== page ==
Chicken is such a mainstay of the contemporary American dinner table that it seems hard to imagine that, just a century ago, it was rare and expensive. But over the course of the 20th century, both chickens and the chicken industry exploded in size. Much of that growth can be attributed to the miraculous properties of antibiotics, which were developed to fight human diseases but quickly began to be fed to farm animals in vast quantities. Journalist and author Maryn McKenna weaves these two intertwined tales together in her new book, Big Chicken: The Incredible Story of How Antibiotics Created Modern Agriculture and Changed the Way the World Eats. In this episode of Gastropod, she describes the consequences of decades spent feeding chicken antibiotics, in terms of chicken flavor, poultry well-being, and, most significantly, human health.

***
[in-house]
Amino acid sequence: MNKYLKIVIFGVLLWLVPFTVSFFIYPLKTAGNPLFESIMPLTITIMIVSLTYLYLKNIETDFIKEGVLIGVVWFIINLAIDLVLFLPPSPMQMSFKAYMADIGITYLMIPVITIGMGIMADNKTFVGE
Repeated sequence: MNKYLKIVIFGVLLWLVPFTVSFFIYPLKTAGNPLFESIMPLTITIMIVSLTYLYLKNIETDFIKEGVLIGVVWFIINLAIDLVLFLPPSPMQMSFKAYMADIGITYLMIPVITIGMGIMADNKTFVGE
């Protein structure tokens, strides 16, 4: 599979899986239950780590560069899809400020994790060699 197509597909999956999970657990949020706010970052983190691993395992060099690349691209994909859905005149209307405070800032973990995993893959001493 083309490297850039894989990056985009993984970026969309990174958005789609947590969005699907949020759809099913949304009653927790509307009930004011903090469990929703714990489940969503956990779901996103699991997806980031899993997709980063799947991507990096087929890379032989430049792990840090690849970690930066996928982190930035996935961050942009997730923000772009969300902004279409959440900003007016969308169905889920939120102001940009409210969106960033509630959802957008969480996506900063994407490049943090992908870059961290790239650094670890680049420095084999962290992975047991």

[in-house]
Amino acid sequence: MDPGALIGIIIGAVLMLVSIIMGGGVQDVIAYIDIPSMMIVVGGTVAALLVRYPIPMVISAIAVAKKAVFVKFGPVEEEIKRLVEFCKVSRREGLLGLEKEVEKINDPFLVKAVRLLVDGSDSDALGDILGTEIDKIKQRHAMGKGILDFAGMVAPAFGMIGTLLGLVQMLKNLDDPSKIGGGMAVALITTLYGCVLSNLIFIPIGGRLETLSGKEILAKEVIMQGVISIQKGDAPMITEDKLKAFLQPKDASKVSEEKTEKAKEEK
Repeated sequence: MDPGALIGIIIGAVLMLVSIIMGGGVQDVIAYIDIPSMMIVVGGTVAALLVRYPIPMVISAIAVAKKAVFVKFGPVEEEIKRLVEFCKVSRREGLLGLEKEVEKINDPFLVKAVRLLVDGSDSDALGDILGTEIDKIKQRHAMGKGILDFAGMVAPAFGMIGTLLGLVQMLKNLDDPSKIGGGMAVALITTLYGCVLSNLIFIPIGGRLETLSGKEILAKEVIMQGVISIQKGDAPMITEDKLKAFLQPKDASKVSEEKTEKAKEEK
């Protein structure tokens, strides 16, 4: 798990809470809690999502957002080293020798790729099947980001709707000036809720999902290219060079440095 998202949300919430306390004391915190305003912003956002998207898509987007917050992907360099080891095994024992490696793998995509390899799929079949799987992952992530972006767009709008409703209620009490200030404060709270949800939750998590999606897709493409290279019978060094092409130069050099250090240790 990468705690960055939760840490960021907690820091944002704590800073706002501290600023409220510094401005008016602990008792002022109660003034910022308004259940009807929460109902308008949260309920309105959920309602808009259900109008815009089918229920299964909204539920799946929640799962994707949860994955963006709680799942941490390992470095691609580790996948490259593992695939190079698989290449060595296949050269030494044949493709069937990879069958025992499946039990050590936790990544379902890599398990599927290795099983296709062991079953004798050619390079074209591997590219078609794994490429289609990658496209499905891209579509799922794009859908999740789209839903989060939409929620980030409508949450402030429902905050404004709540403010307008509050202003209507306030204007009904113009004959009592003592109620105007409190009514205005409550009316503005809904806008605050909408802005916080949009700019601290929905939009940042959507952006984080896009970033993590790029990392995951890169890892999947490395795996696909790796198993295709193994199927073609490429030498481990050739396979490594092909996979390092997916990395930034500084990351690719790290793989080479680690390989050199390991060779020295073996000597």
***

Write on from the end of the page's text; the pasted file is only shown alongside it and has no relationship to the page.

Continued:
In the 1920s, chickens were not only pricey, they were also only seasonally available and not necessarily very tasty, either. Bred almost exclusively for their eggs, chickens were usually slaughtered in the fall when their egg-laying career was over. An extra zero mistakenly added to a hatchling chicken order placed by farmer Cecile Steele of Ocean View, Delaware, in 1923, followed by a nationwide contest to breed “The Chicken of Tomorrow” in 1948, changed all that. The deal was sealed with the introduction of the McNugget in 1980, and, today, Americans eat more than four times as much chicken as we did at the start of the 20th century.